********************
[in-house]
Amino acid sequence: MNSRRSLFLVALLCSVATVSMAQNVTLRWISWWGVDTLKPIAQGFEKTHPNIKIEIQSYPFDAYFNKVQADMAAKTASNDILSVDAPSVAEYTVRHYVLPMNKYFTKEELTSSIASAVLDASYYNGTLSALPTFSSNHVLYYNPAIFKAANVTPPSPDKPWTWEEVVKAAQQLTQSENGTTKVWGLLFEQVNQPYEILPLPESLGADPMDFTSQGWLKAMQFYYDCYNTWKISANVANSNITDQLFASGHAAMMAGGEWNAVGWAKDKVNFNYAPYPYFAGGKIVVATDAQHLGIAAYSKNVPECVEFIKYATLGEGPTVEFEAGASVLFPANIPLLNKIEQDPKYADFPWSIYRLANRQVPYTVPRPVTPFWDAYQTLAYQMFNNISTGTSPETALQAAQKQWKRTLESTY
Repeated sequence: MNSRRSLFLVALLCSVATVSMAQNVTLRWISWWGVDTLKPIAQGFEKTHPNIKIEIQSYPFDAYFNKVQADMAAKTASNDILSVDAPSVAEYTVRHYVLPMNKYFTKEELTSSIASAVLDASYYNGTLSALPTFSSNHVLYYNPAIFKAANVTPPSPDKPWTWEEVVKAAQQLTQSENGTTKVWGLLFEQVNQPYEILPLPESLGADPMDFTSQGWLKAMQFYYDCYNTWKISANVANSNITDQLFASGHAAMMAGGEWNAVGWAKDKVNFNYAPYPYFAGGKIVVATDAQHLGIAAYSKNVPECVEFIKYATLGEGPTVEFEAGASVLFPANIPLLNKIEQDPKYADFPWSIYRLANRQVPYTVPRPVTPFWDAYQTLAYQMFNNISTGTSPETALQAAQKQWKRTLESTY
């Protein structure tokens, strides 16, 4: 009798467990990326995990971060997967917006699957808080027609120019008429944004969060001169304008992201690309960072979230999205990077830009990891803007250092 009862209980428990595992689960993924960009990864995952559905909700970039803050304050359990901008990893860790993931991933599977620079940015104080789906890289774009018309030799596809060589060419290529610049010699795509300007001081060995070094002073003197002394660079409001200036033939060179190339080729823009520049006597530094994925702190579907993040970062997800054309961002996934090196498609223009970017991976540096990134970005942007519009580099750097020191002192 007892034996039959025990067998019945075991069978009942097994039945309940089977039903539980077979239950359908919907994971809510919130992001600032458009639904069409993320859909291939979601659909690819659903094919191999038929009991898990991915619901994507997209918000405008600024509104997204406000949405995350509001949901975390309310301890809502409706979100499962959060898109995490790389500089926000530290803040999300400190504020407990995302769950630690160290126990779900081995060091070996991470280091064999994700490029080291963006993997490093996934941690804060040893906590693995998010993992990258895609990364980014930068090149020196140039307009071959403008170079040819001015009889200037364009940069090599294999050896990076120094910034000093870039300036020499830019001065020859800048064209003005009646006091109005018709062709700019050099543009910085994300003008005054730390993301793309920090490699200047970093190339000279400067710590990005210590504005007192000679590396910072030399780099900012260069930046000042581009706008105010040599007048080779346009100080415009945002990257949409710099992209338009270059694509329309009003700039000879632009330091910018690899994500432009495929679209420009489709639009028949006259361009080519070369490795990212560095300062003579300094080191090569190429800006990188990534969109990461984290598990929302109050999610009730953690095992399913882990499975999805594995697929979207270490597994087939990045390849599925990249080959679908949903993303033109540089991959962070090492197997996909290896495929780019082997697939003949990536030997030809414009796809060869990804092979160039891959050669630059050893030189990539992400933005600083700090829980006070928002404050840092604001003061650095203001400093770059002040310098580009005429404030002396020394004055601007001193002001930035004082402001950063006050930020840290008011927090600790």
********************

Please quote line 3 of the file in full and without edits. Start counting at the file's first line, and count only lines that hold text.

Repeated sequence: MNSRRSLFLVALLCSVATVSMAQNVTLRWISWWGVDTLKPIAQGFEKTHPNIKIEIQSYPFDAYFNKVQADMAAKTASNDILSVDAPSVAEYTVRHYVLPMNKYFTKEELTSSIASAVLDASYYNGTLSALPTFSSNHVLYYNPAIFKAANVTPPSPDKPWTWEEVVKAAQQLTQSENGTTKVWGLLFEQVNQPYEILPLPESLGADPMDFTSQGWLKAMQFYYDCYNTWKISANVANSNITDQLFASGHAAMMAGGEWNAVGWAKDKVNFNYAPYPYFAGGKIVVATDAQHLGIAAYSKNVPECVEFIKYATLGEGPTVEFEAGASVLFPANIPLLNKIEQDPKYADFPWSIYRLANRQVPYTVPRPVTPFWDAYQTLAYQMFNNISTGTSPETALQAAQKQWKRTLESTY